Today, December 1, marks the 28th edition of World AIDS Day. Set aside to demonstrate international solidarity for people living with HIV and to commemorate the spirit of those who have died battling AIDS, this year’s theme is “getting to zero – end AIDS by 2030”.
According to the World Health Organisation, HIV continues to be a major global public health issue and has so far claimed more than 34 million lives. As of 2014 there were approximately 37 million people living with HIV worldwide.
UNAIDS, the Joint United Nations Programme on HIV and AIDS, is looking to implement a fast-track strategy to eradicate the virus in the next 15 years, which would avert 21 million AIDS-related deaths, 28 million new HIV infections and 5.9 million new infections among children.
Technological advances over the years have helped to decrease the mortality rate from AIDS and increase the quality of life of those living with HIV. One such advance is the non-reusable K1 auto-disable syringe, which allows healthcare professional to deliver one injection only.
A small ring etched on the inside of the barrel allows the specifically adapted plunger to move in one direction and not the other. After one complete injection is given, the plunger will automatically lock in place and break if forced, rendering the syringe useless.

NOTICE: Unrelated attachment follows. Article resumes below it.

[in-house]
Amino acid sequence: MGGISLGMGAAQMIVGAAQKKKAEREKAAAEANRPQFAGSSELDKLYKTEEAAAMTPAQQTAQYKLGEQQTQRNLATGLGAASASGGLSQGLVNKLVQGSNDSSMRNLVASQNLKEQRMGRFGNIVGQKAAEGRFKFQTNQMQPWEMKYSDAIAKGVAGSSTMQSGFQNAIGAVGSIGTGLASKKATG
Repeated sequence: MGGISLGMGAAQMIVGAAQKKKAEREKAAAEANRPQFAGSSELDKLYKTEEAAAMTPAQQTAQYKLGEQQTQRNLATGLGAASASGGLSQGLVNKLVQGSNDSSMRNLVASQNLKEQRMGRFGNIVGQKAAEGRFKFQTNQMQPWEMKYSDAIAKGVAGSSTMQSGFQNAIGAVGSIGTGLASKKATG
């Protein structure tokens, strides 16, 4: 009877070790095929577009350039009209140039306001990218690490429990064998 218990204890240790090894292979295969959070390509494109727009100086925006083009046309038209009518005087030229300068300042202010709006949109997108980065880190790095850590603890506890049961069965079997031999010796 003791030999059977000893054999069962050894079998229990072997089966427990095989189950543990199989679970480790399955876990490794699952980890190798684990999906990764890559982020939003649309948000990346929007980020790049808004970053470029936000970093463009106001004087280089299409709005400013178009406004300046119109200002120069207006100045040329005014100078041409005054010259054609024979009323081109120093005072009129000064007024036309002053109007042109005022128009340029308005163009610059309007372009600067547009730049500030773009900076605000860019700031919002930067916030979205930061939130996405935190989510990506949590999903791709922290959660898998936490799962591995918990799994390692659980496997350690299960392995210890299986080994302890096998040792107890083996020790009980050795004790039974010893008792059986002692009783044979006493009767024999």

Approved by UNICEF, WHO and ISO, the K1 syringe has revolutionised healthcare treatment, and around 4bn unites have been sold in more than 40 countries worldwide.
Marc Koska OBE is the man responsible for this life-saving invention. Born in Bournemouth, he made it his mission to find a solution to the AIDS epidemic in 1984 after reading an article predicting the transmission of HIV through the reuse of syringes and needles.
After years of intense research and study, he concluded that syringe manufacture was the key to the problem, and so designed the K1 model, which has proven one of the most innovative inventions of the 20th century.
With previous appearances as a keynote speaker at the prestigious TED Oxford events at Oxford University, Marc is one of the most inspiring speakers working in the technology and innovation sphere.